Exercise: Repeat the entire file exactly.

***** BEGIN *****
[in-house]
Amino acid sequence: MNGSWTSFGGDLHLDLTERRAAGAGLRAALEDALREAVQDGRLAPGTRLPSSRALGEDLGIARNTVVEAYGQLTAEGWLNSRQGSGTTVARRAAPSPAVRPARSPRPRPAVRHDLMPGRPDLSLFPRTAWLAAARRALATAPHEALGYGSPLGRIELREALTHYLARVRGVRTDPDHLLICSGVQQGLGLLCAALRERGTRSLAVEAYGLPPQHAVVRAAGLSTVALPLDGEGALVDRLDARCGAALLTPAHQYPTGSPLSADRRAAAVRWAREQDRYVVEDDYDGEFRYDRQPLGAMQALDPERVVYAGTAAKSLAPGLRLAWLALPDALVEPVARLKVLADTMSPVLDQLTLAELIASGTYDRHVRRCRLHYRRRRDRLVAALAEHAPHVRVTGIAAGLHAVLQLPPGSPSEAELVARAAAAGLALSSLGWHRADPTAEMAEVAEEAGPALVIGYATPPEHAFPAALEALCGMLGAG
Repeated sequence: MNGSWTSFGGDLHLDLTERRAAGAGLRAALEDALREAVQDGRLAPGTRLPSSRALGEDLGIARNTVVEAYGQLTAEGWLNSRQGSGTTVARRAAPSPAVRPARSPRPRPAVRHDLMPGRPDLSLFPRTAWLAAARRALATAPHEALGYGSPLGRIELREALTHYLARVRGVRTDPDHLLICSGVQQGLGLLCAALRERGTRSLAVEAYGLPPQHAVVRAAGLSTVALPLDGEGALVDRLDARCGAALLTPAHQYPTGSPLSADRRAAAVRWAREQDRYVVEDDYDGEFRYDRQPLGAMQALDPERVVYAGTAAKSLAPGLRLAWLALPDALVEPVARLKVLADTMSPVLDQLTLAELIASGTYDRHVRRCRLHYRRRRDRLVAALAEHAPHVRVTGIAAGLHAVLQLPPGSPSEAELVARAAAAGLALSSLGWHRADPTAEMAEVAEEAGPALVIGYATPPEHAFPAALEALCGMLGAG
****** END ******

[in-house]
Amino acid sequence: MNGSWTSFGGDLHLDLTERRAAGAGLRAALEDALREAVQDGRLAPGTRLPSSRALGEDLGIARNTVVEAYGQLTAEGWLNSRQGSGTTVARRAAPSPAVRPARSPRPRPAVRHDLMPGRPDLSLFPRTAWLAAARRALATAPHEALGYGSPLGRIELREALTHYLARVRGVRTDPDHLLICSGVQQGLGLLCAALRERGTRSLAVEAYGLPPQHAVVRAAGLSTVALPLDGEGALVDRLDARCGAALLTPAHQYPTGSPLSADRRAAAVRWAREQDRYVVEDDYDGEFRYDRQPLGAMQALDPERVVYAGTAAKSLAPGLRLAWLALPDALVEPVARLKVLADTMSPVLDQLTLAELIASGTYDRHVRRCRLHYRRRRDRLVAALAEHAPHVRVTGIAAGLHAVLQLPPGSPSEAELVARAAAAGLALSSLGWHRADPTAEMAEVAEEAGPALVIGYATPPEHAFPAALEALCGMLGAG
Repeated sequence: MNGSWTSFGGDLHLDLTERRAAGAGLRAALEDALREAVQDGRLAPGTRLPSSRALGEDLGIARNTVVEAYGQLTAEGWLNSRQGSGTTVARRAAPSPAVRPARSPRPRPAVRHDLMPGRPDLSLFPRTAWLAAARRALATAPHEALGYGSPLGRIELREALTHYLARVRGVRTDPDHLLICSGVQQGLGLLCAALRERGTRSLAVEAYGLPPQHAVVRAAGLSTVALPLDGEGALVDRLDARCGAALLTPAHQYPTGSPLSADRRAAAVRWAREQDRYVVEDDYDGEFRYDRQPLGAMQALDPERVVYAGTAAKSLAPGLRLAWLALPDALVEPVARLKVLADTMSPVLDQLTLAELIASGTYDRHVRRCRLHYRRRRDRLVAALAEHAPHVRVTGIAAGLHAVLQLPPGSPSEAELVARAAAAGLALSSLGWHRADPTAEMAEVAEEAGPALVIGYATPPEHAFPAALEALCGMLGAG